The Republic is not what it once was. The Senate is full of greedy, squabbling…
If the cover doesn’t appeal to your audience, neither a great description nor fantastic content are going to help you sell the book, because most of your audience won’t be taking notice. This leads to my first rule for book cover design: don’t do the design yourself. There are many people in the world with decent design skills. Find them. (For my new book, I found Linda Hirzmann. She’s great.)
Two seemingly contradictory pieces of advice need to be taken very seriously when you ask a designer to make a book cover for you. One is that your book cover must fit the genre. That’s my second rule. When you write a business book for CEOs of large corporations, you should check what the book covers look like of the other books in that category. When none of them feature half-naked men and women in an intimate and sensual embrace, your book cover probably shouldn’t have them either. When you write in a genre where all book covers are like that, you better start looking for some good-looking models. For exactly this reason, my #Workout book features a dude in a business suit. It’s what many readers expect from a business book.
On the other hand, the next piece of advice, that seems to contradict what I’ve just said, is that your book cover should be remarkable. That’s my third rule. Somehow, it should stand out from the crowd. Being different means getting noticed. But this is a tricky thing, because the more you step away from the norm, the fewer people will take your book seriously! With my #Workout book, I deviate from standard management book covers significantly, because my (paperback) book has a landscape format, is very colorful, and has the business dude depicted in a martial arts pose. I took a bit of risk with the design there, but I considered it purposefully, because part of the book is about doing things your own way, and not being a standard manager.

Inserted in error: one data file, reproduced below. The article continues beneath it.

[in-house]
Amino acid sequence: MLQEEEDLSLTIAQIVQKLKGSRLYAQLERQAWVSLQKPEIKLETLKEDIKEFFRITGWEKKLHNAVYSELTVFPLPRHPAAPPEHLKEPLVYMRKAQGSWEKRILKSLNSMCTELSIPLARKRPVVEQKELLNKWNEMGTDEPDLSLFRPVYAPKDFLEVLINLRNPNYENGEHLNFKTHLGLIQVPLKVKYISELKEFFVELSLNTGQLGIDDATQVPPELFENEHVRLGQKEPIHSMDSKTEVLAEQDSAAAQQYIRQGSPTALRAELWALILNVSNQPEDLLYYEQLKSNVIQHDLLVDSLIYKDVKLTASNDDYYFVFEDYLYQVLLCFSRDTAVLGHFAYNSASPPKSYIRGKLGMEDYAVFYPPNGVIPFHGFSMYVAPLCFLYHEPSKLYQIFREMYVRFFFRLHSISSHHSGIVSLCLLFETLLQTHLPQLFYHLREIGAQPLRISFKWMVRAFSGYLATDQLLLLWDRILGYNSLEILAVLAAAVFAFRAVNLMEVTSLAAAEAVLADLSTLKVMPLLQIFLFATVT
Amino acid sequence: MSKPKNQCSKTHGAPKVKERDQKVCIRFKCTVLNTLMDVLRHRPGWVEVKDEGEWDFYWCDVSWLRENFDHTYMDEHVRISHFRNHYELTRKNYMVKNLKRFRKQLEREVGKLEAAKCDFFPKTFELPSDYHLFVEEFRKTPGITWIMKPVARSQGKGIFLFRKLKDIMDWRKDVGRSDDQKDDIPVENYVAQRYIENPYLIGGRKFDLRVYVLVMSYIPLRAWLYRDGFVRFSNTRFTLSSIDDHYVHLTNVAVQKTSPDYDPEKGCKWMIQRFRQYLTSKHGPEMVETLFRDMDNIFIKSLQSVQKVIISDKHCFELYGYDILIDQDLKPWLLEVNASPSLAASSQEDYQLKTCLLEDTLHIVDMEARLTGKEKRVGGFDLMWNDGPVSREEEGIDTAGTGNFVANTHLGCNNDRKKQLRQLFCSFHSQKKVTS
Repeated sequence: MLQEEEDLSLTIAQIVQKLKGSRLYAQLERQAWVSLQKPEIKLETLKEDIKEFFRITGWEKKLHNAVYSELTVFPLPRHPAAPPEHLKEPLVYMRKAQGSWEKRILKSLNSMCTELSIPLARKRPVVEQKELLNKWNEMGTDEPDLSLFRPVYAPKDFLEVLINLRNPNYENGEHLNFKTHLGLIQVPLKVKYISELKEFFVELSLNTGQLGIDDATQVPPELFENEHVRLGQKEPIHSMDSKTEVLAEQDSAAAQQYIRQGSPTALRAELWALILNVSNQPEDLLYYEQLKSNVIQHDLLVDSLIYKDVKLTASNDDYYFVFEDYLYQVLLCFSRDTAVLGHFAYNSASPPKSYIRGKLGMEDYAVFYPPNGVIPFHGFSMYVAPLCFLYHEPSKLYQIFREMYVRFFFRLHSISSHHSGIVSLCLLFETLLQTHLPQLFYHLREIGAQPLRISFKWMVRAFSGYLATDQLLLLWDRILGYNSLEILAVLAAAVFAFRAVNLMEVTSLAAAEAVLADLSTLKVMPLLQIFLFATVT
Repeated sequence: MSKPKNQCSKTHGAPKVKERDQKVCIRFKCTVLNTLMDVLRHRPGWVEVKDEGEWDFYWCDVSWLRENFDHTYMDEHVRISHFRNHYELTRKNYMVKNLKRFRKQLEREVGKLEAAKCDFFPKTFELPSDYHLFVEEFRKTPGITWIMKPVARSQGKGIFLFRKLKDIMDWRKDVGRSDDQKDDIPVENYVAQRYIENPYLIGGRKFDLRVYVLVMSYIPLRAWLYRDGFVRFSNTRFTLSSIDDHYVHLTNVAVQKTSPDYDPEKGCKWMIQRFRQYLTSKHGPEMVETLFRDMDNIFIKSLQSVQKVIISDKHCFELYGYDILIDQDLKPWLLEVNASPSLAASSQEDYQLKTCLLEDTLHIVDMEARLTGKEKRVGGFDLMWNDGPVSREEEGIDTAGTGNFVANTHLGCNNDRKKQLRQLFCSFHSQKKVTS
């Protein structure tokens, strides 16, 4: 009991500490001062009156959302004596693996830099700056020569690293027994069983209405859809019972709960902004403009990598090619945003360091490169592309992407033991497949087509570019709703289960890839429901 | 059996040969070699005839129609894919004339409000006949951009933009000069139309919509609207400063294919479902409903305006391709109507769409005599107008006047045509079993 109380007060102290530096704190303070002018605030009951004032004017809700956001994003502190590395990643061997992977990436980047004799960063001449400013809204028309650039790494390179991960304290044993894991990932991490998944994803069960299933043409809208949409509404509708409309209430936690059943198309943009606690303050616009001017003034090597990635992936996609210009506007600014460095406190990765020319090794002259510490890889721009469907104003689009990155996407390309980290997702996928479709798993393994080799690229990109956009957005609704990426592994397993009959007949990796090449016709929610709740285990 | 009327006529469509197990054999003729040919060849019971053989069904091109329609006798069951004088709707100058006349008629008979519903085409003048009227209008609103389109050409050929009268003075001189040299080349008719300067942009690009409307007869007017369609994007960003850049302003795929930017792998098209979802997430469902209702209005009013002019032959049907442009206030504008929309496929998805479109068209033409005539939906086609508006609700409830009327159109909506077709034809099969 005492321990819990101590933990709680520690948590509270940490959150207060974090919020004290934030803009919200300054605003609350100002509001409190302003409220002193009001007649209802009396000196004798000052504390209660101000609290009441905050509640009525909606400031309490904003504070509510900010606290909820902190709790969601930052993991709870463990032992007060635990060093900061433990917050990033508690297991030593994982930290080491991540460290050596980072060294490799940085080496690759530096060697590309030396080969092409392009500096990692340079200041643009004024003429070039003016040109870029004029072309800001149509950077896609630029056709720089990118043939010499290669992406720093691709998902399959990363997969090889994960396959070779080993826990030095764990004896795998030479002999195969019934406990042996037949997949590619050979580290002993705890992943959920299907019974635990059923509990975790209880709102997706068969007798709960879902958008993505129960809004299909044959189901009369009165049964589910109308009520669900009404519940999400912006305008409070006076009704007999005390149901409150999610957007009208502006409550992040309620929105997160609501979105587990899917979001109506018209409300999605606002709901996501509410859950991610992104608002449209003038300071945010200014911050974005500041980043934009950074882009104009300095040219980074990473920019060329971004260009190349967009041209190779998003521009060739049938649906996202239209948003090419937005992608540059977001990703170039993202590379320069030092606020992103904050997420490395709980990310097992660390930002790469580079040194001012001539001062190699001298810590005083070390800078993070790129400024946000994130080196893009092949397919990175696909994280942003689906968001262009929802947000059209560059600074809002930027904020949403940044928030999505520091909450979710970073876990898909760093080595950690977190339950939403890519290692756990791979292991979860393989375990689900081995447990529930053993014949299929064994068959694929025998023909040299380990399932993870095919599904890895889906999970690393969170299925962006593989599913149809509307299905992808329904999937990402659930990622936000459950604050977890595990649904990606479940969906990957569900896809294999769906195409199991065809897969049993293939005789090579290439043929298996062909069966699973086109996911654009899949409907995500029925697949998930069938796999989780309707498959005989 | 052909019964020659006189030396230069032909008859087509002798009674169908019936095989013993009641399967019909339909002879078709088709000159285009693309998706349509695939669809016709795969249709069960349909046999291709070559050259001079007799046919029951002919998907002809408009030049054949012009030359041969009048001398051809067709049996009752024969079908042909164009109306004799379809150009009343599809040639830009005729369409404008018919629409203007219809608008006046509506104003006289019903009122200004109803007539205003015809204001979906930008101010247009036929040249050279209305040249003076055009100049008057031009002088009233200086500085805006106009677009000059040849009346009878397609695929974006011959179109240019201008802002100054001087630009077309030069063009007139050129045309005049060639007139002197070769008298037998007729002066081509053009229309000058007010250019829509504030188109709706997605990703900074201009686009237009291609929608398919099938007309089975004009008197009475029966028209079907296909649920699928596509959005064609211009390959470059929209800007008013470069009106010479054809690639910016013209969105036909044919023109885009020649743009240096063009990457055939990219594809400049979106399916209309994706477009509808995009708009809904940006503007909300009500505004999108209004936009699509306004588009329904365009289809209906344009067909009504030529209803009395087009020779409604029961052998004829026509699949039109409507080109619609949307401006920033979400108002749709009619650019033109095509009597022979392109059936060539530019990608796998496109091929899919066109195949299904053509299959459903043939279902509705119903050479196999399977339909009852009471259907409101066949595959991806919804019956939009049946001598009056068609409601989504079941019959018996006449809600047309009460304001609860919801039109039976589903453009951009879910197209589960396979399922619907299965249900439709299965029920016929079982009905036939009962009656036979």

Marketing expert Seth Godin said that your product should be like a purple cow. When all the other cows are black and white, yours will obviously stand out when its purple. However, among all the other cows, it should still be a cow, not a raccoon, when people are looking for a cow.
Last but not least, rule number four: when you have a design that you like, you should test the cover of your book. I tested multiple cover designs with online tools, which helped me to get feedback from potential readers. I also had people on my mailing list comment on the designs, and I tested if a miniature version of the cover would still be readable when shown on Amazon. It was challenging, and annoying, because we ended up doing quite a few iterations. But I’m quite happy with the result.
Is it OK if I add one more rule? I’m sure it is! OK, here’s the fifth rule to wrap it all up: get someone to endorse the book. Yes, it is silly, but names sell numbers. Make sure you have a book blurb from a respected source, a foreword by a celebrity, or a rating by a well-known website or magazine. This is just to satisfy the way your readers’ brains work. They feel insecure about purchasing your book, and a blurb, foreword or rating can sometimes be that final push to get them to click the Buy button. Check out the blurb on my book cover. Does it work for you?
Those are my five rules for book covers. What are yours?
photo credit: (c) 2011 Rebecca W, Creative Commons 2.0